2016 GMC Terrain Denali AWD
General Motors considers Denali a premium sub-brand and prices its various models accordingly, my tester just a hundred bucks over $35k without adding freight and dealer fees, or more specifically $35,100 for the base Terrain Denali plus $7,385 in options, which include the stylish White Frost tri-coat paint at a whopping $995, all-wheel drive at $1,750, a V6 upgrade at $1,900 that also added a nice set of machine-finished 19-inch alloys with gray painted pockets, $495 for navigation, $995 for a powered glass sunroof, $285 for a Cargo Convenience package that adds a cargo net, cargo cover and organizer, $200 for all-weather floor and cargo mats, and $135 for a cargo area close-out panel and more for a total of $42,435 including freight.
In case you’re wondering how the Terrain Denali’s $35,100 base price fits into the compact luxury SUV segment it straddles the middle ground with window stickers as follows: Lincoln MKC at $33,260, Infiniti QX50 at $34,450, Lexus NX at $34,965, GMC Terrain Denali at $35,100, Acura RDX at $35,370, Volvo XC60 at $36,600, Land Rover Discovery Sport at $37,455, BMW X3 at $38,950, new Mercedes-Benz GLC also priced at $38,950, Audi Q5 at $40,900, plus the Porsche Macan at $54,400, but that sporty number is in a near ultra-premium class all on its own so we’ll leave it out of the conversation.
Understanding that the Terrain Denali should at least be more appealing than those compact luxury SUVs that cost less, and bloody well better impress me as much as the Acura RDX that only costs a decent lunch for two (with beer) and a trip to Starbucks more, I’m now looking to be suitably wowed. Therefore, taking in its updated styling that certainly looks the part thanks to some snazzy LEDs, loads of chrome, plenty of satin-silver trim and a big set of stylish alloys, I reach for the door handle and… nothing. Come on, no proximity-sensing access? OK, that does cost extra with some of the premium-badged competitors too, but not all, and it’s not even on offer with the Terrain Denali. This isn’t getting off to the best start. I reach into my pocket and pull out the nice substantive switchblade-style key fob and click the unlock button, immediately gaining access. I suppose I can live with less convenience in my life, but fidgeting with car keys isn’t exactly my idea of modern-day luxury.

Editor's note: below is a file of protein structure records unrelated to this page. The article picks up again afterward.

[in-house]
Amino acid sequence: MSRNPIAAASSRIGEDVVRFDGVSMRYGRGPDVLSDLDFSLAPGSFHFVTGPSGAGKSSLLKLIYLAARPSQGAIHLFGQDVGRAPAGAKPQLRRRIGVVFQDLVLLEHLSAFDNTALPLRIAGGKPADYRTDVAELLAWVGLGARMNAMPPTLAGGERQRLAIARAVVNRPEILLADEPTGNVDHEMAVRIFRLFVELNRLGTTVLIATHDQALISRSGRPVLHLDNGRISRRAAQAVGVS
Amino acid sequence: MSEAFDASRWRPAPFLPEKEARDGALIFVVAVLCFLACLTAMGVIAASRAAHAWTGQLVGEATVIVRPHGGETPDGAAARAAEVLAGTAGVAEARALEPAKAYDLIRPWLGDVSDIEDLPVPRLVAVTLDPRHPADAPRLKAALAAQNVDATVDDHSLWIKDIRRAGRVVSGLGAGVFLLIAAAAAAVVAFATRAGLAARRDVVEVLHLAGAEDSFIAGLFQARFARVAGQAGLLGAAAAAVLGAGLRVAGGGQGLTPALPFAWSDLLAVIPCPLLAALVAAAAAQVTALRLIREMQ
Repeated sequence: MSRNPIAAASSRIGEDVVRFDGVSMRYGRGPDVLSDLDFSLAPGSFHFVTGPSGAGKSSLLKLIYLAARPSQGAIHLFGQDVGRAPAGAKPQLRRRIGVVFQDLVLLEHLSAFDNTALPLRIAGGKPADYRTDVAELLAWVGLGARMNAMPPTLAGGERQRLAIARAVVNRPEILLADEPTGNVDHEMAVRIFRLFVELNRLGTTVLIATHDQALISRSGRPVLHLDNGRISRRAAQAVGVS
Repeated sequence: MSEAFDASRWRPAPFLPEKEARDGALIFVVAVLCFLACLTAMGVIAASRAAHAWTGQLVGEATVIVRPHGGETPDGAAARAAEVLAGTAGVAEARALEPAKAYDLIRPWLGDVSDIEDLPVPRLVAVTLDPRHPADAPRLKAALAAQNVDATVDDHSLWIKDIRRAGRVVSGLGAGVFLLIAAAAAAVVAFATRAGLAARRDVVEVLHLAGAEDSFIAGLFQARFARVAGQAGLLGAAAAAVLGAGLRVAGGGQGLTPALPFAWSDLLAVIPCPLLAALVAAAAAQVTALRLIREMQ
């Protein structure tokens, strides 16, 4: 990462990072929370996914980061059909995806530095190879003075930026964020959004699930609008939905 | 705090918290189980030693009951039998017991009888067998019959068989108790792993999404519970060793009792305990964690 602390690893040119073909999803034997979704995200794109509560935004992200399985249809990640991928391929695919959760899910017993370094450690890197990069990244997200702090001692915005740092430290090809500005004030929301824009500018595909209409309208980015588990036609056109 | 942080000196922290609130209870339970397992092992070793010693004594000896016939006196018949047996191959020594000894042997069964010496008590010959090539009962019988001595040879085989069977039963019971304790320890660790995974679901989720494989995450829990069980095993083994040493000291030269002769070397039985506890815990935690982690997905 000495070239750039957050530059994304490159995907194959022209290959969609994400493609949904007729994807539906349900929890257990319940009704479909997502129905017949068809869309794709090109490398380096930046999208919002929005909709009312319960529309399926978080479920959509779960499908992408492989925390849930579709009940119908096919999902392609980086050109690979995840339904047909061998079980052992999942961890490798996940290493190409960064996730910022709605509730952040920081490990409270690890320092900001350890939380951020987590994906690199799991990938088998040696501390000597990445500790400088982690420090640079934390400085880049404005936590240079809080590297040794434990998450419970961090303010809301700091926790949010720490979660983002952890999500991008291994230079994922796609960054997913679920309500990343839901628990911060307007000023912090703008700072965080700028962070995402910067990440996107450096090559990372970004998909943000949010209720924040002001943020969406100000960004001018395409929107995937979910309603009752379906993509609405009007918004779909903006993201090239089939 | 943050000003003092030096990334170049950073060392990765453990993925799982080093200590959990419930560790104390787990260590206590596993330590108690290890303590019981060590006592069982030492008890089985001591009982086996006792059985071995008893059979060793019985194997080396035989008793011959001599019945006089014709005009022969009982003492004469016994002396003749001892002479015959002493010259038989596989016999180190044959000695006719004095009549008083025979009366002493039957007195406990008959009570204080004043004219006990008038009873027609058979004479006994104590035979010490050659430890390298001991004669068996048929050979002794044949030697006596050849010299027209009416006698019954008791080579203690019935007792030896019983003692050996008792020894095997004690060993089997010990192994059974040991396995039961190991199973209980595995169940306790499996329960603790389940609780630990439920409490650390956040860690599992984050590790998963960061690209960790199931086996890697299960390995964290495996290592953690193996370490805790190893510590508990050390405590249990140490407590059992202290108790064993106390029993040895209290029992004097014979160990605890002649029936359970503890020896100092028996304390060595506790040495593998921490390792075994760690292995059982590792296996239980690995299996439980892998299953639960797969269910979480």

Preparing to take my seat I put my left hand on the driver’s door upper so as to slide in behind the wheel and, to my astonishment it’s shiny hard plastic. Whoa! This really isn’t going well at all. None of the Terrain Denali’s premium competitors would be so bold as to even attempt to get away with such low class living, even its less expensive rivals. Use the passive smart key system to enter the $1,840 cheaper Lincoln MKC and you’ll be treated to soft-touch surfacing across the door panels, entirety of the dash, center console and elsewhere, while the rest of the interior will make you wonder why it’s priced so competitively. Let’s hope that GMC has done something somewhere else in the Terrain Denali to give me the premium experience I had initially hoped would be part of the update.
Unfortunately, the hard plastic surfaces continued over the majority of that door panel except for a tiny piece of red stitched leatherette above the very firm rubberized armrest, although just above that point GMC added a strip of fairly authentic looking faux wood that even had a decent level of solidity to it. Okay, now things are looking up. Some nice satin silver garnish surrounds the chrome door handle and power lock switch too, that silver treatment also detailing the steering wheel, vent surrounds and center stack. The steering wheel is leather-wrapped and stitched, with an impressive chunk of hardwood arcing over the top quarter, while just ahead is a hood that shades the primary instruments, covered in a padded, genuine leather looking and feeling synthetic with attractive contrasting French-stitched seams. Even better, a large dash pad made from the same ritzy material covers most of the space between instrument panel and windshield. Very nice, GMC.